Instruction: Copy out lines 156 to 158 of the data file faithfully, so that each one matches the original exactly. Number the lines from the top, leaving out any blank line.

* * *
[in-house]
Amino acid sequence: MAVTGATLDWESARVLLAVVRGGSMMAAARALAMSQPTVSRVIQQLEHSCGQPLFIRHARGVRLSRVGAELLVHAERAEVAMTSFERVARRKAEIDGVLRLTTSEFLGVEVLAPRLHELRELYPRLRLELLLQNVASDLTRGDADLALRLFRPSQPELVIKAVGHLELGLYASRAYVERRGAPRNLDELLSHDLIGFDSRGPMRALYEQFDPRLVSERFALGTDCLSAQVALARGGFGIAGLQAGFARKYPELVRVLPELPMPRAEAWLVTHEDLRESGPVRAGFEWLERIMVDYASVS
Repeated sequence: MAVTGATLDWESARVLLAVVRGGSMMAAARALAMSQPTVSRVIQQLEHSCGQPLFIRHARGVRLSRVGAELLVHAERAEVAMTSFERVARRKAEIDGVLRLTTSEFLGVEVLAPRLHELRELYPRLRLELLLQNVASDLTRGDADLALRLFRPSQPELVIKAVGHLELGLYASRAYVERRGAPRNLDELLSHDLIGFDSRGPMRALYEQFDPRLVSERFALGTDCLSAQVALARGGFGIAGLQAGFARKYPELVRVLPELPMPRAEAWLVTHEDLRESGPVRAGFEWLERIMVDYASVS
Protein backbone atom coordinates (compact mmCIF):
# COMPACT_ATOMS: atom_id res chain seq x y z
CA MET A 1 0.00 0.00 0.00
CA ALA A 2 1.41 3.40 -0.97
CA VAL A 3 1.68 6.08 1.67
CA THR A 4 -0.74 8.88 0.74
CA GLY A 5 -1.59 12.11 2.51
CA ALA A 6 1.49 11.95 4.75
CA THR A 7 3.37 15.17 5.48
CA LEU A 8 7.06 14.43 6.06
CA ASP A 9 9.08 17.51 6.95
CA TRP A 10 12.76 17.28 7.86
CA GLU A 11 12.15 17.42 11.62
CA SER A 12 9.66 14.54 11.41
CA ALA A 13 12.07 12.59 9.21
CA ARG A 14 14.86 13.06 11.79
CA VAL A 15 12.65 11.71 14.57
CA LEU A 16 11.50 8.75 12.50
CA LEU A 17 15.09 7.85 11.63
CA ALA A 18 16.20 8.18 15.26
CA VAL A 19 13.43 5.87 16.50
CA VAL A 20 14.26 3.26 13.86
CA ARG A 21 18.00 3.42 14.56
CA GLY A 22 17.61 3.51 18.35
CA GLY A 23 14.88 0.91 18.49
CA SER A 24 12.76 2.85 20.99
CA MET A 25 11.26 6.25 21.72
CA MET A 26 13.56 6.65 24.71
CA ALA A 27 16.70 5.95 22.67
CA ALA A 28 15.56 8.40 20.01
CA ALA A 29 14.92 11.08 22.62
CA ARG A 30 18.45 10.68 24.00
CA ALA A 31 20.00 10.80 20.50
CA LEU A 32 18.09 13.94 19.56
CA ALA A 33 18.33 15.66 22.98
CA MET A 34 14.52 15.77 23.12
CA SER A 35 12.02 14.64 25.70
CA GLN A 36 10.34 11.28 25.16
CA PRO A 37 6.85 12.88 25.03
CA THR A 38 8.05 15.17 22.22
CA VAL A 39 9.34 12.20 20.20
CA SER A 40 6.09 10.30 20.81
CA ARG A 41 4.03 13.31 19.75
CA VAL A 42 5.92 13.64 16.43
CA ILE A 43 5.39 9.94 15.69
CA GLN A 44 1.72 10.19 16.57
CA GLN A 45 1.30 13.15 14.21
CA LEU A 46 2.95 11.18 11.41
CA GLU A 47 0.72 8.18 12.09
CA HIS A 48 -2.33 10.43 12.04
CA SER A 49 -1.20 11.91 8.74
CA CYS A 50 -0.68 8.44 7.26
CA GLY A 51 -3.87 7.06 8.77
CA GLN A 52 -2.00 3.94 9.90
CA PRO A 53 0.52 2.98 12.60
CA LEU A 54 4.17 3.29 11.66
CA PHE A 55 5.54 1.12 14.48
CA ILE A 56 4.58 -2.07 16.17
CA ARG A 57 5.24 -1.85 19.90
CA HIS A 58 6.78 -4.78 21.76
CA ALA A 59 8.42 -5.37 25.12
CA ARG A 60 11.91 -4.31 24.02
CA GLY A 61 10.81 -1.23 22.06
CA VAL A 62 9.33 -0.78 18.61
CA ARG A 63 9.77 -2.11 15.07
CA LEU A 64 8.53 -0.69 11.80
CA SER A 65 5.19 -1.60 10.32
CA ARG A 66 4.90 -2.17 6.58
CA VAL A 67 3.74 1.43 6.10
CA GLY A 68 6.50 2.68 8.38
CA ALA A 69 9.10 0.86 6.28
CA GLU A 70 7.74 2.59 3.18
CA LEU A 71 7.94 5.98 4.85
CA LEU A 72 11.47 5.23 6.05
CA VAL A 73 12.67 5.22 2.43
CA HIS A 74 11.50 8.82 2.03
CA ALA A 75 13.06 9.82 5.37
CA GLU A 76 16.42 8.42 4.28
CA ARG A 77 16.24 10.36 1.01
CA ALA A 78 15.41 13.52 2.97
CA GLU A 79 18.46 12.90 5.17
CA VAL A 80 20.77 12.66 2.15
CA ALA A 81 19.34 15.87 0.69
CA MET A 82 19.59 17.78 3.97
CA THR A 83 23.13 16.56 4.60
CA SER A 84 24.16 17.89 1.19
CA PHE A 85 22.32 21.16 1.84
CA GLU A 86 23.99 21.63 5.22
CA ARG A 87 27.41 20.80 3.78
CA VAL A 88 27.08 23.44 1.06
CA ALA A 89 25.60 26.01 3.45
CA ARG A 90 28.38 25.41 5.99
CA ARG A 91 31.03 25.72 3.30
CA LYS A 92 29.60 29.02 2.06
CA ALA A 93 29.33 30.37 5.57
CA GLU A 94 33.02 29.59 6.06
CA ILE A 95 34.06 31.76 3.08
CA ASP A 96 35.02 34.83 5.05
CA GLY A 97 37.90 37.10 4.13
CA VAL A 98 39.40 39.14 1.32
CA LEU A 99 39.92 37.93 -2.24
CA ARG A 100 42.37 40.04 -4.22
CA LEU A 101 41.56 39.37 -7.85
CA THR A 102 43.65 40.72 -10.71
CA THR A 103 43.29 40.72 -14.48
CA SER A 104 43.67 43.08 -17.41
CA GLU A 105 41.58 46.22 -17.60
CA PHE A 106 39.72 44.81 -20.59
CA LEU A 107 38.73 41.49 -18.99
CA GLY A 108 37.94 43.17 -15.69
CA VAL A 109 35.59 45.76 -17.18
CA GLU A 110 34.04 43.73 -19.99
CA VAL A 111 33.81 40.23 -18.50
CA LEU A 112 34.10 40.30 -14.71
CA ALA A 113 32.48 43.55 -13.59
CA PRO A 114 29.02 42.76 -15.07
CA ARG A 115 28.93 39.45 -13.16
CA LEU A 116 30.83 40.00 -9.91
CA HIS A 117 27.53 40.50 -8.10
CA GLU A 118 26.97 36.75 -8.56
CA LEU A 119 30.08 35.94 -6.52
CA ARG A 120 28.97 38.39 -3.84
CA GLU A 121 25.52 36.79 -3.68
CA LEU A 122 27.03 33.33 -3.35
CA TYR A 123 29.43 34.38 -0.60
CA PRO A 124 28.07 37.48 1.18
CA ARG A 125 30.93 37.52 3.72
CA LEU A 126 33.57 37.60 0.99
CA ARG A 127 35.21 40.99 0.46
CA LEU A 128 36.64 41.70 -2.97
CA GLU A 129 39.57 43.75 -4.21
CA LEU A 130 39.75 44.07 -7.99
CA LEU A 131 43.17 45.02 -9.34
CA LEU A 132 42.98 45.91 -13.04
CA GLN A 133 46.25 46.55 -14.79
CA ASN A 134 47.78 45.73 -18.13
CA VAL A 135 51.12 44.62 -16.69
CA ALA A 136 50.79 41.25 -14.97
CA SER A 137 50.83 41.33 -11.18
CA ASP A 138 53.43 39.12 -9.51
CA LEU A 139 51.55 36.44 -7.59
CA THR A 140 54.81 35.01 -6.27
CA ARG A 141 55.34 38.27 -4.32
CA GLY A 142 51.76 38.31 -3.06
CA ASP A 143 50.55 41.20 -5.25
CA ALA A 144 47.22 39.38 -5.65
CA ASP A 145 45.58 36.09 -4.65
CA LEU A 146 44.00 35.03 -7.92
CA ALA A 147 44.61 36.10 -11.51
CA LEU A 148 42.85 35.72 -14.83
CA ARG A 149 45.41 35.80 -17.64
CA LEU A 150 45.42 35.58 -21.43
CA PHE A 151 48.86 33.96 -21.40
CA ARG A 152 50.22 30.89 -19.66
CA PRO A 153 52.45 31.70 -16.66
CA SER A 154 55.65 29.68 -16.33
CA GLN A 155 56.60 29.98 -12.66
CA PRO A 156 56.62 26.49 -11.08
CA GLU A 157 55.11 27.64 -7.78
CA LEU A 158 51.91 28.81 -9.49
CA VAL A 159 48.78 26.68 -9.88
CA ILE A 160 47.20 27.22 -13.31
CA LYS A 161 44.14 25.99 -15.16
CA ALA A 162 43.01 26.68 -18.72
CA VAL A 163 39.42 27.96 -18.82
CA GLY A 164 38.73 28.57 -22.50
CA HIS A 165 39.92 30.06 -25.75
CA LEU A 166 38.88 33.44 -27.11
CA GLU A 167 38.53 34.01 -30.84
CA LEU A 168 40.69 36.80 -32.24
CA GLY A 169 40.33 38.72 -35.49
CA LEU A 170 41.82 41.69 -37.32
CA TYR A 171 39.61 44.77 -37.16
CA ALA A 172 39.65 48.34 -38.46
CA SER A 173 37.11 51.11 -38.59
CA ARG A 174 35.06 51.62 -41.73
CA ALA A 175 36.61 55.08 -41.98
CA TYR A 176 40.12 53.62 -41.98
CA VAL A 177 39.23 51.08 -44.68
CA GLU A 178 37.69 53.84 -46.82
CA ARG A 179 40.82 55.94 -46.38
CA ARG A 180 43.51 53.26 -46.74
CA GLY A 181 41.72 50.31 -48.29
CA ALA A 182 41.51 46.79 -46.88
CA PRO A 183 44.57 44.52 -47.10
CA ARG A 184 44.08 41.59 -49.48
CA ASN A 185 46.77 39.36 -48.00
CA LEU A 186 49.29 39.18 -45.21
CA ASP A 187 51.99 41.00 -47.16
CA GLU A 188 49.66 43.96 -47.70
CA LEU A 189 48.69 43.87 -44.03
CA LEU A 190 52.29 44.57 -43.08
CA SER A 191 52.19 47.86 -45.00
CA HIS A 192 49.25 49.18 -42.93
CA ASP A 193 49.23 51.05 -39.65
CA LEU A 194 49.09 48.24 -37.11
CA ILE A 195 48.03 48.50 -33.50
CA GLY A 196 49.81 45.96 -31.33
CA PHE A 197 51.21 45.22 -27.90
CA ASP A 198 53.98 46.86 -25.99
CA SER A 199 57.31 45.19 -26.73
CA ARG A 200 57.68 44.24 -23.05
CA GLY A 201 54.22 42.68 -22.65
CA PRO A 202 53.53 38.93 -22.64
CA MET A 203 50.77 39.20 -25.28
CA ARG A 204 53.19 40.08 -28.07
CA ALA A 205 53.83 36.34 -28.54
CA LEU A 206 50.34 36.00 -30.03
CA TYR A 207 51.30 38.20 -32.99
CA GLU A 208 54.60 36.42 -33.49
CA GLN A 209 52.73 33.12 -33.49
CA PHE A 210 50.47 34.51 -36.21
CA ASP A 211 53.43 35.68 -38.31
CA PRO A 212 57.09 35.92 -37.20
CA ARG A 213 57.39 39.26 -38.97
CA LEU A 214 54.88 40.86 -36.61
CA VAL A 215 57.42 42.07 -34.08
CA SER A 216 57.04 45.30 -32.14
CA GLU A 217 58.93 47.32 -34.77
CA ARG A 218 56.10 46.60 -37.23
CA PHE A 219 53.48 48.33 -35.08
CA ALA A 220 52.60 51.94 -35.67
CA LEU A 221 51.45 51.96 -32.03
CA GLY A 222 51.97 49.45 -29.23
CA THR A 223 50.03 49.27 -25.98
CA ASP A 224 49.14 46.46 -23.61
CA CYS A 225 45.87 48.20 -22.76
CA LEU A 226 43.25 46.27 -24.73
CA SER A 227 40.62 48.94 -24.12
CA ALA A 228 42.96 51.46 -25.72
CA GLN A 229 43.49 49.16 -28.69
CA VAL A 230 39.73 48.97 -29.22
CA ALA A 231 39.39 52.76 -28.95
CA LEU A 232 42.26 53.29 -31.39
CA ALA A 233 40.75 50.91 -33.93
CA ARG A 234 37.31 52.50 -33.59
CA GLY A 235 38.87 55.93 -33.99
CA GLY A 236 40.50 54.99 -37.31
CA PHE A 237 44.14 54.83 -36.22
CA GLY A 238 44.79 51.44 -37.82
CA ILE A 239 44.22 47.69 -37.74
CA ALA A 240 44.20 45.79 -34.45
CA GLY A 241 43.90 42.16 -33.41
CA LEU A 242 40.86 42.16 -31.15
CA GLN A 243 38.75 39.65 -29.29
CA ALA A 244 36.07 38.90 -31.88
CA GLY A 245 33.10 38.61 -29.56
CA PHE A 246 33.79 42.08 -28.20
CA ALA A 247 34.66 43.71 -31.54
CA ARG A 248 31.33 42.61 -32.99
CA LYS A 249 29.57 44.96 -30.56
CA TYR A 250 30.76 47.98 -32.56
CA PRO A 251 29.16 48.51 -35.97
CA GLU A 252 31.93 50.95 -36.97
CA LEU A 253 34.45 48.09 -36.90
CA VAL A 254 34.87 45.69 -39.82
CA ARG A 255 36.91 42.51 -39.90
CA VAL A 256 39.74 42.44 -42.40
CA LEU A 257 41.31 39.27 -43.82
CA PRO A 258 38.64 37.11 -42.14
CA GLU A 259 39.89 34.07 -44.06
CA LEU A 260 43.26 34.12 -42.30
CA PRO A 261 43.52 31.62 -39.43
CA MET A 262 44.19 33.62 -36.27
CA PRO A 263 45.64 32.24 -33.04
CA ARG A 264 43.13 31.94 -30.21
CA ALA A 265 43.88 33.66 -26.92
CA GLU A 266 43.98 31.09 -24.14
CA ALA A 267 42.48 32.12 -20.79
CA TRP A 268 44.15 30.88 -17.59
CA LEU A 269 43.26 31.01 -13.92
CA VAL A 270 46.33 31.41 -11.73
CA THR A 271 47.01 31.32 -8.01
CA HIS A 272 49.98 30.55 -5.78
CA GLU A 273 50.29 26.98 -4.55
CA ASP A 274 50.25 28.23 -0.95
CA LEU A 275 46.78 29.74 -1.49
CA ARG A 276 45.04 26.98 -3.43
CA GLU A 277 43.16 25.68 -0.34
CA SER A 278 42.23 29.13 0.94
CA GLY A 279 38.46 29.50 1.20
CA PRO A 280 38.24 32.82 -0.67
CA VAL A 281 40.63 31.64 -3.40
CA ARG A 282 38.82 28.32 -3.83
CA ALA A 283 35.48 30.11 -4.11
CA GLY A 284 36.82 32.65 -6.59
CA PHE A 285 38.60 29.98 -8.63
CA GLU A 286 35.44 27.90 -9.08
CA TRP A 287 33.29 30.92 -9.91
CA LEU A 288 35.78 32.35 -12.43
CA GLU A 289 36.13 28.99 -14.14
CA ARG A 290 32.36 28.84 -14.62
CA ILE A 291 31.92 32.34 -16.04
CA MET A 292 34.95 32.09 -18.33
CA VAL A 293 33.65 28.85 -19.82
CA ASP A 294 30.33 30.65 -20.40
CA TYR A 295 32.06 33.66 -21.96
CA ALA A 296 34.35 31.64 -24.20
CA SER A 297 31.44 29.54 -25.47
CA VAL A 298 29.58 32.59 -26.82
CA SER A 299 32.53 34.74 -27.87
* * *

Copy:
CA PHE A 151 48.86 33.96 -21.40
CA ARG A 152 50.22 30.89 -19.66
CA PRO A 153 52.45 31.70 -16.66